4. Why should anyone be concerned about the political views or the ownership of the Australian.

    Over time, I've not been able to identify any particular political stance by this paper. Currently, it appears mildly in favour of the opposition Liberals, but then so is everybody else.

    The opposition newspapers are owned by the Fairfax family and are openly and vigorously partisan. They take the standard left-wing vuew on every issue and are indistinguishable from the Guardian/Observer in the UK.

  5. "4. Huni-miaka said...

    Why should anyone be concerned about the political views or the ownership of the Australian.

    Over time, I've not been able to identify any particular political stance by this paper."

    As a regular reader of the online Australian I am quite surprised by your statements. I can only conclude that you are desensitized to the political innuendo in even the breaking news reports published by The Australian.

  6. Paul, best to read widely and mix your media diet, there is some form of bias on all sides. Fairfax and ABC not innocent in this regard.

  7. Paul:

    You are the one whose perspective is faulty.

    Did you not notice The Australian’s support for , and ultimate endorsement of Kevin Rudd and Labor in 2007---and its endorsement of Labor in many other elections?

    Are you unaware of an unprecedented , concerted five week attack in support of Rudd and Labor by journalists of The Australian , during that campaign ----- waged on a conservative journalist and the participants in his blog on the other major Murdoch newspaper, the Daily Telegraph?

    It’s all on the public record. So how do you reconcile that with the systemic bias you suggest and the Gillard government claims , at The Australian.

    The real story in Australia is that a public ‘belief’ in the ‘consensus’ on AGW, has been engineered and induced, by the device of an almost complete shutdown of information on the serious flaws, the biased make-up and operation of the IPCC, the destruction of raw data, refusal of FOI, and the myriad of other events and manipulations that would make a reasonable person suspect that this is more an authoritarian stance to produce uninformed groupthink , than the sort of back and forth and open discussion such an important issue requires if---that’s if---we still have a democracy.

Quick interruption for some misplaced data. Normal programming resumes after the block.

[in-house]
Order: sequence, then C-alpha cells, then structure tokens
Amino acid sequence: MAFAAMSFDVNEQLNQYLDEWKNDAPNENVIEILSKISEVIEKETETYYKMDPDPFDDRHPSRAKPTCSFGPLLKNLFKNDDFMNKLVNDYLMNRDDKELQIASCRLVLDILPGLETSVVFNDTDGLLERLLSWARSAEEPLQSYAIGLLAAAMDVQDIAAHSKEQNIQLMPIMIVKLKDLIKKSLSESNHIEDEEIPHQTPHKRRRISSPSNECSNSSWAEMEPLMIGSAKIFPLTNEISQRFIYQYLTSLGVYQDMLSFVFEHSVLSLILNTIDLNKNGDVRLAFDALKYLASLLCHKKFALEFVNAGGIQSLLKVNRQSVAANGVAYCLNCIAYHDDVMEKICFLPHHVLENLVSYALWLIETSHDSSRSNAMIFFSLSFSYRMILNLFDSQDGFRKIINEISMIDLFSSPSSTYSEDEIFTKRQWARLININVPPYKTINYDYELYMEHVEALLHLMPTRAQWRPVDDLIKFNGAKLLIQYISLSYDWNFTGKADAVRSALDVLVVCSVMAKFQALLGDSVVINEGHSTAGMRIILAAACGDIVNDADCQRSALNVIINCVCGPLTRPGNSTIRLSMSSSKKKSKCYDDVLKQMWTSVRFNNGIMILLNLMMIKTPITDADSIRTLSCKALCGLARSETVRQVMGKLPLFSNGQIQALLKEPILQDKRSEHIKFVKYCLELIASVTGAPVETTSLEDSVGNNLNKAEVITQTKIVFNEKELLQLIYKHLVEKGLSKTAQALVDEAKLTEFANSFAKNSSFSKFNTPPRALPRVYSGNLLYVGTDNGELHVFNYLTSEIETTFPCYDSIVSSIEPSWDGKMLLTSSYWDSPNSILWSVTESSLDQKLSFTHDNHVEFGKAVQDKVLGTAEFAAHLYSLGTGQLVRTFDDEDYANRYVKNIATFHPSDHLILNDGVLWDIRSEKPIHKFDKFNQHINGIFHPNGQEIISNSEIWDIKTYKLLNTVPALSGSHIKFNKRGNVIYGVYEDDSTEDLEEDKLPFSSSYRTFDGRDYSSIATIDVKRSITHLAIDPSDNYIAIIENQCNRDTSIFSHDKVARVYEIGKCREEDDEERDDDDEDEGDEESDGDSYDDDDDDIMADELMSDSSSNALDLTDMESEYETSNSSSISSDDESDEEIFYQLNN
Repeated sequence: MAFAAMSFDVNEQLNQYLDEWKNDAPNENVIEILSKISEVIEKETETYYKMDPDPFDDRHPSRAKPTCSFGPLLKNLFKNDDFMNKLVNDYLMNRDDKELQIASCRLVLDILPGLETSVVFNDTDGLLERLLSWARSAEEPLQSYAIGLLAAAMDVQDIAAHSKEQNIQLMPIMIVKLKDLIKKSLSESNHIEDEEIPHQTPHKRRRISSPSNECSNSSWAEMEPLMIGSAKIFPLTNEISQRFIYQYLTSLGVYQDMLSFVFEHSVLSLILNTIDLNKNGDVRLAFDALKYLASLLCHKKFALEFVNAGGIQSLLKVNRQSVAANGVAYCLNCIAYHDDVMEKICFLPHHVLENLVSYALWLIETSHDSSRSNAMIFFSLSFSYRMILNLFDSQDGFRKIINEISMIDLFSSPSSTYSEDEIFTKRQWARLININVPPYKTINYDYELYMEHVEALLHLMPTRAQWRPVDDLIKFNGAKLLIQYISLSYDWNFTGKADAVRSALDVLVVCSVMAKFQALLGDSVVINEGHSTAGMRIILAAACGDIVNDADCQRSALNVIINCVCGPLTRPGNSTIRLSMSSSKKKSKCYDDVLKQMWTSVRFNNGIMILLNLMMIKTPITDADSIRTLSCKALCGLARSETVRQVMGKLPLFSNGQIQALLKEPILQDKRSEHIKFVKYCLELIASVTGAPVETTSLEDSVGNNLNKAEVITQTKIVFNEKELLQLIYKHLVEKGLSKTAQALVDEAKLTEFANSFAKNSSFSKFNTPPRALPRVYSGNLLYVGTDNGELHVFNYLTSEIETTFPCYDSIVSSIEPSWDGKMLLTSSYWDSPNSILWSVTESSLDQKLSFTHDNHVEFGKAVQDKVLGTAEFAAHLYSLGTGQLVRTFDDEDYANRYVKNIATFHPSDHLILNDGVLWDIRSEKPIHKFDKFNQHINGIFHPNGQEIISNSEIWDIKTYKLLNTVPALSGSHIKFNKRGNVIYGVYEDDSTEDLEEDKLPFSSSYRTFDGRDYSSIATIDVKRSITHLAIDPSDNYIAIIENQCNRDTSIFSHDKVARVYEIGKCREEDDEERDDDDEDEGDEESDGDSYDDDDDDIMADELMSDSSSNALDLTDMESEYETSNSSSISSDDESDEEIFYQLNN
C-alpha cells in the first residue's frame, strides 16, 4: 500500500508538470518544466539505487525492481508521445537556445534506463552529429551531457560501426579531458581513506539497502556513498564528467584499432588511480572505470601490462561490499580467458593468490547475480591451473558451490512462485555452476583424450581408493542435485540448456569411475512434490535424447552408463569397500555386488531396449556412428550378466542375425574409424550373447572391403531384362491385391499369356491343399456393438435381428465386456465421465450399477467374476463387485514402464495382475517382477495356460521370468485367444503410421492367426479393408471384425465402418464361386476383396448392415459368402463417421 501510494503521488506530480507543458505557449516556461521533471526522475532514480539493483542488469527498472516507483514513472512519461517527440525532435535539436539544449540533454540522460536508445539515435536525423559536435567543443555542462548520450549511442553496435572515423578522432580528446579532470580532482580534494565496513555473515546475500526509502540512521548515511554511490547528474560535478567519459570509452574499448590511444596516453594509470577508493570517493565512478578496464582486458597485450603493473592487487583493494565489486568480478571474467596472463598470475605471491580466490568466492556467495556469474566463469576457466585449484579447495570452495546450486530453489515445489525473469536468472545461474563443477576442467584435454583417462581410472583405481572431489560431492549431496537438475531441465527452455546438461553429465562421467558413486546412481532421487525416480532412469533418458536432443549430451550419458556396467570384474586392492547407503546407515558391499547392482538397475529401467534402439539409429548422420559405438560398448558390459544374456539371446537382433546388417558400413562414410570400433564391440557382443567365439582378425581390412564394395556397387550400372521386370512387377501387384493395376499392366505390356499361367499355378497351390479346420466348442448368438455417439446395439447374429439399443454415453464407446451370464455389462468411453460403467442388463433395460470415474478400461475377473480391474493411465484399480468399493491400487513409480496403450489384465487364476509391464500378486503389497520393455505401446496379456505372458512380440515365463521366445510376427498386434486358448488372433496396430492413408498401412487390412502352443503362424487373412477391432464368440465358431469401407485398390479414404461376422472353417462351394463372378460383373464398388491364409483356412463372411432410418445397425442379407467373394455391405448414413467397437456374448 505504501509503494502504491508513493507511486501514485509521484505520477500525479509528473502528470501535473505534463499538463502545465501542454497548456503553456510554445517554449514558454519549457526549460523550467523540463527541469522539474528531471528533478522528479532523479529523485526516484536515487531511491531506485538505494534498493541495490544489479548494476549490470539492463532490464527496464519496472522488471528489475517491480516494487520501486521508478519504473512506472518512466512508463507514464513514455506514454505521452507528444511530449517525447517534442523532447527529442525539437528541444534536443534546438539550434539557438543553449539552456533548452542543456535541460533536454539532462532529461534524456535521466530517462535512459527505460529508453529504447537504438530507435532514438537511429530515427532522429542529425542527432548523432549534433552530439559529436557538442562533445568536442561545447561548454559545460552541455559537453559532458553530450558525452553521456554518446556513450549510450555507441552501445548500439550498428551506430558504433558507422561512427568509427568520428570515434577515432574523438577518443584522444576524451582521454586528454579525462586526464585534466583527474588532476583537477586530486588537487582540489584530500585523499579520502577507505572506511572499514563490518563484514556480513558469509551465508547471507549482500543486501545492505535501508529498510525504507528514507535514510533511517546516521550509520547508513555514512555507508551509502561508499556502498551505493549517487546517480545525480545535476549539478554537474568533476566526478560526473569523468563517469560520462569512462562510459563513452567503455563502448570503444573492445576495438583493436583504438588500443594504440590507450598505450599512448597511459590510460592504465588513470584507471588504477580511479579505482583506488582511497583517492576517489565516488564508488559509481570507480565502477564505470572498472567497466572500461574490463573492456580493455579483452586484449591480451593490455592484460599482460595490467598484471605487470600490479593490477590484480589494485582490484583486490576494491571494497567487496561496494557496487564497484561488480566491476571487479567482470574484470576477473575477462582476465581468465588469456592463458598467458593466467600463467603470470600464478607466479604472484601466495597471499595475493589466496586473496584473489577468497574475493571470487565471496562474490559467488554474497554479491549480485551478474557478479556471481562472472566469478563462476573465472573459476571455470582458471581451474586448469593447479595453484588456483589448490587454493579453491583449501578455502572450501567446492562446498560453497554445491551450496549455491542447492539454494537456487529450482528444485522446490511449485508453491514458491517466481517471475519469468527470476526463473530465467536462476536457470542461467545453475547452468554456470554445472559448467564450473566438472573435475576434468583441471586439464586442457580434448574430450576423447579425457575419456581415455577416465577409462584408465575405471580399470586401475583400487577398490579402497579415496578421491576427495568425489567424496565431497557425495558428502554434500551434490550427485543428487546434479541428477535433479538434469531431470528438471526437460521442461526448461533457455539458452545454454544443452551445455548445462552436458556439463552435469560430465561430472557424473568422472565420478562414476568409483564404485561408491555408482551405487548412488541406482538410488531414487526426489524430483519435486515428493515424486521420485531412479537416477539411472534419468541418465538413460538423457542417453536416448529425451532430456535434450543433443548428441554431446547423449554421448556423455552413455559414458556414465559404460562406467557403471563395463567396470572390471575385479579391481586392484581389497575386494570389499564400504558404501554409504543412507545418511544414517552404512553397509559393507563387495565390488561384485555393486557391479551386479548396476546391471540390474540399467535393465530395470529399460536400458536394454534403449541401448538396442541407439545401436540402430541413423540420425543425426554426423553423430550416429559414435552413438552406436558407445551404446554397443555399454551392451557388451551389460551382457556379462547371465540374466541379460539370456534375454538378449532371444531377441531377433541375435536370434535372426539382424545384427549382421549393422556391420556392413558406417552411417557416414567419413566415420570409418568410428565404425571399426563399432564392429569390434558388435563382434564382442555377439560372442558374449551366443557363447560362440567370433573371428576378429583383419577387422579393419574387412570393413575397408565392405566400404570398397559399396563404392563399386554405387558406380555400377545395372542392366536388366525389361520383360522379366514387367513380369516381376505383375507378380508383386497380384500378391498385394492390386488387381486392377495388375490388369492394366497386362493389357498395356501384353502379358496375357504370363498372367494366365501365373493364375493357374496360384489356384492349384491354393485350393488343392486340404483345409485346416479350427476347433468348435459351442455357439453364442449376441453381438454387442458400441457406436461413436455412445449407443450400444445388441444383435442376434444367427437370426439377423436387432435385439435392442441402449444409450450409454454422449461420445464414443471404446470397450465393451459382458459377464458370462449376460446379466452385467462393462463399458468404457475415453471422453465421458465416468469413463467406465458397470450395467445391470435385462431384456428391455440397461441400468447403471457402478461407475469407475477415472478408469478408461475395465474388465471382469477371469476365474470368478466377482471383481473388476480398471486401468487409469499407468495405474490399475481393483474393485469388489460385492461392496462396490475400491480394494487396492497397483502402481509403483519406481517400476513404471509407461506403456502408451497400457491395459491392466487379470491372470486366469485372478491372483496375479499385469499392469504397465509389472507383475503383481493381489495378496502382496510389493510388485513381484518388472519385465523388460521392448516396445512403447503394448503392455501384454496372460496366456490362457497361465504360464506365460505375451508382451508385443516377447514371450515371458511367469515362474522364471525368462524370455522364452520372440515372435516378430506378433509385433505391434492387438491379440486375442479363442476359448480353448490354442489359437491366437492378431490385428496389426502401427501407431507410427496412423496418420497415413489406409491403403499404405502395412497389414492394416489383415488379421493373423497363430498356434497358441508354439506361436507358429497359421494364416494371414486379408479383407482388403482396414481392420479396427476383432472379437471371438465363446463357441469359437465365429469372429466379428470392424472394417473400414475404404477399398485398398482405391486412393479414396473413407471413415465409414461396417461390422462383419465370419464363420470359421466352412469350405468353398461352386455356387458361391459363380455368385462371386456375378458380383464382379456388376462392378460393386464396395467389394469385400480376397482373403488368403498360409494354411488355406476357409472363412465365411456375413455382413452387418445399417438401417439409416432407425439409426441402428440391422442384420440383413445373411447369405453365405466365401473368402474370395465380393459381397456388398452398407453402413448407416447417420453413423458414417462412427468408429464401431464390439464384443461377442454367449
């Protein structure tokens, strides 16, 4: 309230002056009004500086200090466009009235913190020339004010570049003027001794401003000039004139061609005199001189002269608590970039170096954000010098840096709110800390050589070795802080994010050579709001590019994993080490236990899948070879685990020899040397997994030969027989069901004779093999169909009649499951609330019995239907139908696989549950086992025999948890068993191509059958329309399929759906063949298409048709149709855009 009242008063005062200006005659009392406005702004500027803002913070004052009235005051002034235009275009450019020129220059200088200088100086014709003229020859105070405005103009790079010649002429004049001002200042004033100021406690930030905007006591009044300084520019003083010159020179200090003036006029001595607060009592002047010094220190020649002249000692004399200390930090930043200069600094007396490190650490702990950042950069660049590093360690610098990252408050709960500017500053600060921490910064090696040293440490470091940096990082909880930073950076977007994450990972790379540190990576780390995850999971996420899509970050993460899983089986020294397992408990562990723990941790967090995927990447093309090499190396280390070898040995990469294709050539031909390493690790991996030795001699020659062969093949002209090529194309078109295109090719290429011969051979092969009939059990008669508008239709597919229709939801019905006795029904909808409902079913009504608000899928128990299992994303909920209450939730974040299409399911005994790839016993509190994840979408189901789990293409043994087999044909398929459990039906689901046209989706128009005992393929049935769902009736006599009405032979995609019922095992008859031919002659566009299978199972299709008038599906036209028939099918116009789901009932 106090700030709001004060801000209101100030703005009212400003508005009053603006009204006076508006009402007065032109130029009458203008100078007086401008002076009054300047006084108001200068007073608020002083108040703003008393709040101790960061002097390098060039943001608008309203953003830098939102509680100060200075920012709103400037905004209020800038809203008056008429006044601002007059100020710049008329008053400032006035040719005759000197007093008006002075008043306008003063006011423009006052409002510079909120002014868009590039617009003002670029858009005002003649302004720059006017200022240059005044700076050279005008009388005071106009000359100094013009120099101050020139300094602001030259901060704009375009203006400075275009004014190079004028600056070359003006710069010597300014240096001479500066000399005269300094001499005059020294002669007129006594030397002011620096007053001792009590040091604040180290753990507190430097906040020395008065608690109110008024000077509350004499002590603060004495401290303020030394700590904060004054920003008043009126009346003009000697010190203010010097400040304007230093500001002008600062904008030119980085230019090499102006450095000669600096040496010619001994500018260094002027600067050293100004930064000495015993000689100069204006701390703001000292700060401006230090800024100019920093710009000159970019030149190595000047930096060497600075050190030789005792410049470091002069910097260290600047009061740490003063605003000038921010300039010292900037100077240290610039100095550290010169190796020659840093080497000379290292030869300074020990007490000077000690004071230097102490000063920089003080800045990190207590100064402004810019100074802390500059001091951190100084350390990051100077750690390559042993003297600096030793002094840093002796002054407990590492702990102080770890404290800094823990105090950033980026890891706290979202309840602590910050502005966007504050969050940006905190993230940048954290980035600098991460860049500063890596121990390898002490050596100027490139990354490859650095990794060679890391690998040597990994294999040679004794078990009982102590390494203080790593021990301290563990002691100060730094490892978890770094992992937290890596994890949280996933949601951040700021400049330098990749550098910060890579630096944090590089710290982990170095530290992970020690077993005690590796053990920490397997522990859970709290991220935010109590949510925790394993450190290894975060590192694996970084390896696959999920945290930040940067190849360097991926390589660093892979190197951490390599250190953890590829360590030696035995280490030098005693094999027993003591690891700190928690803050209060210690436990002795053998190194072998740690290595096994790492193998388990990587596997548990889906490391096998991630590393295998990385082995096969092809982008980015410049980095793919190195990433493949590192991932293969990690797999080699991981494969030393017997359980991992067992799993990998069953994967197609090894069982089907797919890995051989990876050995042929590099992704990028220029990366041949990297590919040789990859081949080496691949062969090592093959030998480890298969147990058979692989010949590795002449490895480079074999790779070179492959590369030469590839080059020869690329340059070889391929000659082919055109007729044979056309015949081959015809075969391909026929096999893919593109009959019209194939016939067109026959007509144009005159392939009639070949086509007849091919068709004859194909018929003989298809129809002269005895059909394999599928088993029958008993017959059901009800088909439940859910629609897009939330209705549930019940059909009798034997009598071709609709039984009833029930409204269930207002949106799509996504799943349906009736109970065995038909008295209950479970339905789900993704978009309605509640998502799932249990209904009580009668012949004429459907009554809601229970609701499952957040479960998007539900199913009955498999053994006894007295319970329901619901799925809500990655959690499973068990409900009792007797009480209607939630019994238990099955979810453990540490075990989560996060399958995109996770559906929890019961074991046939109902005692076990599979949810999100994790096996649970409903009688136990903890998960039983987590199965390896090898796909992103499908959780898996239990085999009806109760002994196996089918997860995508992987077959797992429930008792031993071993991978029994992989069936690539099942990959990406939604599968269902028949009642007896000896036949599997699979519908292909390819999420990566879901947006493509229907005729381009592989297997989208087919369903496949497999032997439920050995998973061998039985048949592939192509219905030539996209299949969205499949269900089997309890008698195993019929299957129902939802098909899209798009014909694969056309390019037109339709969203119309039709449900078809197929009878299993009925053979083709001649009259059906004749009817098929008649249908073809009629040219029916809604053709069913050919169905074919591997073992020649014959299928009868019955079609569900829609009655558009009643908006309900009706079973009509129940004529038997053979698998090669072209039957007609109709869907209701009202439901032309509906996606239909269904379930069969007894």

For the undeniable existence of this situation in Australia , you only have to look at the make-up of the Climate Change Commission and their own relentless , spelt-out suppression of anyone who raises the issue of the status of the science, [ complete unquestioning compliance with the ‘consensus’ view required]---- and also the fact [ announced by the Labor PM Gillard ], that support for a carbon tax was a compulsory prerequisite for any person wanting to participate in the so-called Multi-Party Committee on Climate Change .

    The shutdown of democracy on this issue , if he made himself aware of it, should surely undercut somewhat Roger’s confidence in the meaningfulness of the 70% public agreement with the AGW ‘consensus’ he seemed to claim [in his very interesting address in Australia this week to the Lowy Institute ] , to be a compelling affirmation of the unassailable correctness of the ‘consensus’ view.